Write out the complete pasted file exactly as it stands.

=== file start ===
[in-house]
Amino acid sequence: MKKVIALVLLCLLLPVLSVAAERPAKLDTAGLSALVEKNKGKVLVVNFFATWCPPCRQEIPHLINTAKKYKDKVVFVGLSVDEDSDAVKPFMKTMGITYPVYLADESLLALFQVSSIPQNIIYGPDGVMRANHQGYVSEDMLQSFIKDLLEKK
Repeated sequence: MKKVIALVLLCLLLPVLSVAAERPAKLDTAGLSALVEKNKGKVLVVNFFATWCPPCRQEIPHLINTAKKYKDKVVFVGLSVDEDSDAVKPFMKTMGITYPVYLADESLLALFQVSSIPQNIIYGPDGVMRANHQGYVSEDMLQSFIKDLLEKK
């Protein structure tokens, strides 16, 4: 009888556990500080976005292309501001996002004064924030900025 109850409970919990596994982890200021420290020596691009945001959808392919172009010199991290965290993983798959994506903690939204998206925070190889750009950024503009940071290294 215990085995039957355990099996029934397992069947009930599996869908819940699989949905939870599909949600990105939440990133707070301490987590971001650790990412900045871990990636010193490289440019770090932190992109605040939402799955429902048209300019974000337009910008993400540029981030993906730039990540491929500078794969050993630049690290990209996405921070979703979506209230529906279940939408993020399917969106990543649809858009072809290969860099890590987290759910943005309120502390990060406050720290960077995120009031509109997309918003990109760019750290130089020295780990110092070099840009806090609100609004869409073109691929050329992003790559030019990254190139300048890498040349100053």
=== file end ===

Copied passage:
[in-house]
Amino acid sequence: MKKVIALVLLCLLLPVLSVAAERPAKLDTAGLSALVEKNKGKVLVVNFFATWCPPCRQEIPHLINTAKKYKDKVVFVGLSVDEDSDAVKPFMKTMGITYPVYLADESLLALFQVSSIPQNIIYGPDGVMRANHQGYVSEDMLQSFIKDLLEKK
Repeated sequence: MKKVIALVLLCLLLPVLSVAAERPAKLDTAGLSALVEKNKGKVLVVNFFATWCPPCRQEIPHLINTAKKYKDKVVFVGLSVDEDSDAVKPFMKTMGITYPVYLADESLLALFQVSSIPQNIIYGPDGVMRANHQGYVSEDMLQSFIKDLLEKK
């Protein structure tokens, strides 16, 4: 009888556990500080976005292309501001996002004064924030900025 109850409970919990596994982890200021420290020596691009945001959808392919172009010199991290965290993983798959994506903690939204998206925070190889750009950024503009940071290294 215990085995039957355990099996029934397992069947009930599996869908819940699989949905939870599909949600990105939440990133707070301490987590971001650790990412900045871990990636010193490289440019770090932190992109605040939402799955429902048209300019974000337009910008993400540029981030993906730039990540491929500078794969050993630049690290990209996405921070979703979506209230529906279940939408993020399917969106990543649809858009072809290969860099890590987290759910943005309120502390990060406050720290960077995120009031509109997309918003990109760019750290130089020295780990110092070099840009806090609100609004869409073109691929050329992003790559030019990254190139300048890498040349100053």